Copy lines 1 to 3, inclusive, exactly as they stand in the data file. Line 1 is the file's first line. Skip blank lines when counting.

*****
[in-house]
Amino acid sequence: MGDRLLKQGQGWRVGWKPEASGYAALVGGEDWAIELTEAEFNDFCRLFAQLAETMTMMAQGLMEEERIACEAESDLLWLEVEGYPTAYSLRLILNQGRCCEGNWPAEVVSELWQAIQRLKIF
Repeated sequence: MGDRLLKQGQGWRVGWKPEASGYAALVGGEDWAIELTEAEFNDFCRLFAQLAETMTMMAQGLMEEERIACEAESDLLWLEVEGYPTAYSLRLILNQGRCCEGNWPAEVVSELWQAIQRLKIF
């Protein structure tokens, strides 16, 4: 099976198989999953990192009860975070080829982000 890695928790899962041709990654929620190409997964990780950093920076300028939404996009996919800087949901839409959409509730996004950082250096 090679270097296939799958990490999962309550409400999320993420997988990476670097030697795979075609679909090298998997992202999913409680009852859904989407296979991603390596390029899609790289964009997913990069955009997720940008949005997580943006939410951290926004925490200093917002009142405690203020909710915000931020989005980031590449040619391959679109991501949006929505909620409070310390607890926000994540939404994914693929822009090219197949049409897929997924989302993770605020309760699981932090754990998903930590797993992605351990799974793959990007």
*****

[in-house]
Amino acid sequence: MGDRLLKQGQGWRVGWKPEASGYAALVGGEDWAIELTEAEFNDFCRLFAQLAETMTMMAQGLMEEERIACEAESDLLWLEVEGYPTAYSLRLILNQGRCCEGNWPAEVVSELWQAIQRLKIF
Repeated sequence: MGDRLLKQGQGWRVGWKPEASGYAALVGGEDWAIELTEAEFNDFCRLFAQLAETMTMMAQGLMEEERIACEAESDLLWLEVEGYPTAYSLRLILNQGRCCEGNWPAEVVSELWQAIQRLKIF